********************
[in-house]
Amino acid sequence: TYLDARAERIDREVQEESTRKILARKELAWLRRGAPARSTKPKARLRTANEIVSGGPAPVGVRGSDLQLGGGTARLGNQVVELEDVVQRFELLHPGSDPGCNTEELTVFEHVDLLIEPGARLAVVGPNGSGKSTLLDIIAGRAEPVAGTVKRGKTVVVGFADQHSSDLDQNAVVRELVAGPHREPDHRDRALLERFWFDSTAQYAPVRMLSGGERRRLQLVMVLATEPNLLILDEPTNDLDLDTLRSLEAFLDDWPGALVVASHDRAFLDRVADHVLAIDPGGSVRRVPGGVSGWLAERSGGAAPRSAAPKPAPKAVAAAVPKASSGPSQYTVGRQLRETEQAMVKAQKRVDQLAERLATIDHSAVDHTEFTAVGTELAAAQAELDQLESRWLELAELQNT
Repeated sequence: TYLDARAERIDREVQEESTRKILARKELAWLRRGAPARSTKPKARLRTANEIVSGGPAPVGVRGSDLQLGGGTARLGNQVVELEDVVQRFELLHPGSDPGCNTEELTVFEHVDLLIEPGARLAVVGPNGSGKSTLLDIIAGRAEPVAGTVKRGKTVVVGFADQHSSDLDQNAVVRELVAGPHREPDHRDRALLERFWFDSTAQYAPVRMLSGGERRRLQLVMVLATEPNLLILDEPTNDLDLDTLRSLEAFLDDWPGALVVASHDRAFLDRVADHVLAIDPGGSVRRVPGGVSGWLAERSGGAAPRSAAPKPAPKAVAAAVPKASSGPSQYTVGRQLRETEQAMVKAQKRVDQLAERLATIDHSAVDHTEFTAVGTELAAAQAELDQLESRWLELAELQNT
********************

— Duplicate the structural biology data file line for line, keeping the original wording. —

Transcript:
[in-house]
Amino acid sequence: TYLDARAERIDREVQEESTRKILARKELAWLRRGAPARSTKPKARLRTANEIVSGGPAPVGVRGSDLQLGGGTARLGNQVVELEDVVQRFELLHPGSDPGCNTEELTVFEHVDLLIEPGARLAVVGPNGSGKSTLLDIIAGRAEPVAGTVKRGKTVVVGFADQHSSDLDQNAVVRELVAGPHREPDHRDRALLERFWFDSTAQYAPVRMLSGGERRRLQLVMVLATEPNLLILDEPTNDLDLDTLRSLEAFLDDWPGALVVASHDRAFLDRVADHVLAIDPGGSVRRVPGGVSGWLAERSGGAAPRSAAPKPAPKAVAAAVPKASSGPSQYTVGRQLRETEQAMVKAQKRVDQLAERLATIDHSAVDHTEFTAVGTELAAAQAELDQLESRWLELAELQNT
Repeated sequence: TYLDARAERIDREVQEESTRKILARKELAWLRRGAPARSTKPKARLRTANEIVSGGPAPVGVRGSDLQLGGGTARLGNQVVELEDVVQRFELLHPGSDPGCNTEELTVFEHVDLLIEPGARLAVVGPNGSGKSTLLDIIAGRAEPVAGTVKRGKTVVVGFADQHSSDLDQNAVVRELVAGPHREPDHRDRALLERFWFDSTAQYAPVRMLSGGERRRLQLVMVLATEPNLLILDEPTNDLDLDTLRSLEAFLDDWPGALVVASHDRAFLDRVADHVLAIDPGGSVRRVPGGVSGWLAERSGGAAPRSAAPKPAPKAVAAAVPKASSGPSQYTVGRQLRETEQAMVKAQKRVDQLAERLATIDHSAVDHTEFTAVGTELAAAQAELDQLESRWLELAELQNT